The quality factor is often associated with dividends and there are plenty of exchange traded funds that offer investors exposure to a combination of quality and dividend-paying stocks. That group includes the FlexShares Quality Dividend Index Fund (NYSEArca: QDF).
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QDF emphasizes the quality factor, of which a company’s ability to generate free cash and dividend growth and stability are integral tenants. Another element that has been critical to QDF’s success is the emphasis on management efficiency and a company’s ability to generate cash.
Company stocks that issue high dividend yields can be masking their distressed books or may not be sustainable and are heading for dividend cuts. Consequently, these quality dividend ETFs try to limit the impact of these value traps by requiring a history of sustainable dividend growth.
QDF features a heavy cyclical tilt, which can be a positive trait in advance of higher U.S. interest rates. The financial services, technology and consumer discretionary sectors combine for nearly half of the ETF’s weight. Conversely, QDF’s exposure to the rate-sensitive telecom and utilities sectors is relatively modest as is the fund’s allocations to the downtrodden energy and materials groups.
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“The result is a portfolio that at a high level doesn’t look all that dissimilar to the S&P 500 but is much cleaner on the inside. The Quality Dividend ETF is currently overweight financials, which could benefit from an impending Fed rate hike, and utilities, an area of the market traditionally more conservative while delivering above average yields. It’s underweight primarily in the healthcare and technology sectors,” according to a Seeking Alpha analysis of QDF.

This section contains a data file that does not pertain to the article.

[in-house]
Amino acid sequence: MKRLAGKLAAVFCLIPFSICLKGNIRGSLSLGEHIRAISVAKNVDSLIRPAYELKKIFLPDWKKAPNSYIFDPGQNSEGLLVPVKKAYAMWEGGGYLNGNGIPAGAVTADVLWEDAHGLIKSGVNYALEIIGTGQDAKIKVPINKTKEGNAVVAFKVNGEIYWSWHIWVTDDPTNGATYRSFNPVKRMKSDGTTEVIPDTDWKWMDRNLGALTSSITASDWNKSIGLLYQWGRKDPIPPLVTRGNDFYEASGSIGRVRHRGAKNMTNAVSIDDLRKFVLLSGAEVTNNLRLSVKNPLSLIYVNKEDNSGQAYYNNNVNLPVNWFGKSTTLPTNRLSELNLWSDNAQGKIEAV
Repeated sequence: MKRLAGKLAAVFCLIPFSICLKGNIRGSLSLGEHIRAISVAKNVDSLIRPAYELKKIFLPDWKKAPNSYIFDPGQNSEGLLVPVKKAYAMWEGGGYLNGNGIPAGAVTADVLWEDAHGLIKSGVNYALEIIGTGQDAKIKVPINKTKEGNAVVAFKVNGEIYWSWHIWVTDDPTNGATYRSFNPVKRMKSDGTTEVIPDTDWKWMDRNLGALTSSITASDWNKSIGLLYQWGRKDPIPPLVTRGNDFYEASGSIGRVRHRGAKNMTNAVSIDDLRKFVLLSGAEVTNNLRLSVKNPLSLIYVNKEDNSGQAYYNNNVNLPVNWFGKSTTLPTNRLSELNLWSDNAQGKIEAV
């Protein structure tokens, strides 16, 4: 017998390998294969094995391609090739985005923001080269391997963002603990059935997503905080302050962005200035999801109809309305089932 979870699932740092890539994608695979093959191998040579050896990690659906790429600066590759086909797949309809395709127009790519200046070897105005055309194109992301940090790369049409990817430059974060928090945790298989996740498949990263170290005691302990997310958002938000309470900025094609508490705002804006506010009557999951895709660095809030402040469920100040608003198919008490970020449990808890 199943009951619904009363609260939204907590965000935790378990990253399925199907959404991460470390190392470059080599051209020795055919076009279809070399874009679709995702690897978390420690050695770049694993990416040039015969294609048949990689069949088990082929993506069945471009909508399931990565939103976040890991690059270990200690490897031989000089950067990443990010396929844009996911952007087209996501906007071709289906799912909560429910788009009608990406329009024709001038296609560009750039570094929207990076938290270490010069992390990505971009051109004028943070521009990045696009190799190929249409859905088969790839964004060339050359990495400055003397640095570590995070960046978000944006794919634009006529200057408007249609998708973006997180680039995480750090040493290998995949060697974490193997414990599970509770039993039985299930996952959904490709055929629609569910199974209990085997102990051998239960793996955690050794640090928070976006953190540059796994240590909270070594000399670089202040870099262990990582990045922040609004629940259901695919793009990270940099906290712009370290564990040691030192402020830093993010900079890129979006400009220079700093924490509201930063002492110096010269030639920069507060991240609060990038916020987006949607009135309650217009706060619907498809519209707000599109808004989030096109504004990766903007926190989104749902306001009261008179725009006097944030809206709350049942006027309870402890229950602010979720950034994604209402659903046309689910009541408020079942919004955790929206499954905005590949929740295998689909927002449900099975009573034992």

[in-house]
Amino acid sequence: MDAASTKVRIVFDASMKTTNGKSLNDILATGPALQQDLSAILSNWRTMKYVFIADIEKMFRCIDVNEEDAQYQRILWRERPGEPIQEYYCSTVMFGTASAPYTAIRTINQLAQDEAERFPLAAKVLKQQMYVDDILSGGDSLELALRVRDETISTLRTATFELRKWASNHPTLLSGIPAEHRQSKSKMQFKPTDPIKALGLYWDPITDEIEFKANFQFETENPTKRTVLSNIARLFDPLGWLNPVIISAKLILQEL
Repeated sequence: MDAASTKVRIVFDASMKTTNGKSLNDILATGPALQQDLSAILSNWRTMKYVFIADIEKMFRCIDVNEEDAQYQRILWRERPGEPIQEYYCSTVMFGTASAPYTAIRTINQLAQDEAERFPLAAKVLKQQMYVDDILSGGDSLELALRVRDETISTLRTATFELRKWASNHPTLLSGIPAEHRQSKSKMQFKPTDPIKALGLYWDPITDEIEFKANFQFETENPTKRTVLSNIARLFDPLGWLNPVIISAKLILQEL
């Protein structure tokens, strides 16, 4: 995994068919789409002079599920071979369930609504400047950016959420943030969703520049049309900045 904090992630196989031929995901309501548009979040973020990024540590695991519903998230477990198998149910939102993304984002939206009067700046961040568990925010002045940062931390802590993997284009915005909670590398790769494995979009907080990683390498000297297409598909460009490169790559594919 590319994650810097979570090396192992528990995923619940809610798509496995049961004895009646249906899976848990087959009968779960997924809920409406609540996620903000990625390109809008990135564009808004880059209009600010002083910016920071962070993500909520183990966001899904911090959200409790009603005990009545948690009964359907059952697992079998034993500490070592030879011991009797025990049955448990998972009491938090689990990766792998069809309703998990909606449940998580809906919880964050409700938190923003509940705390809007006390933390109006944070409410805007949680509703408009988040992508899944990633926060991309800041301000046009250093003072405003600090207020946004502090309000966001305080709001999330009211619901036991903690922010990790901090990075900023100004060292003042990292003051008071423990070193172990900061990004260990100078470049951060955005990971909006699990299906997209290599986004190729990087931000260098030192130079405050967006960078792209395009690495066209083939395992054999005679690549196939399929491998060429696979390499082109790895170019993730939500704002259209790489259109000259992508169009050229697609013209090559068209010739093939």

QDF screens for management efficiency, profitability and cash flow. Each company has to show management efficiency, or firms that efficiently deploy capital and make smart financing decisions. Companies with wider profit margins are better positions to grow and maintain dividends than those with slimmer margins. Additionally, firms that can meet debt obligations and day-to-day liquidity needs are better capable of maintaining dividends.
“Clean, quality dividends are more important today than maybe any time since the financial crisis. Earlier this year, Fitch raised its 2016 forecast on high yield debt defaults up to 6% overall, while saying that defaults in the troubled energy sector could surpass 20%. While dividend payments on equities and principal repayments on debt aren’t the same thing, it does suggest that the overall economic environment is making payments to shareholders a little less certain,” adds Seeking Alpha.
FlexShares Quality Dividend Index Fund
The opinions and forecasts expressed herein are solely those of Tom Lydon, and may not actually come to pass. Information on this site should not be used or construed as an offer to sell, a solicitation of an offer to buy, or a recommendation for any product.
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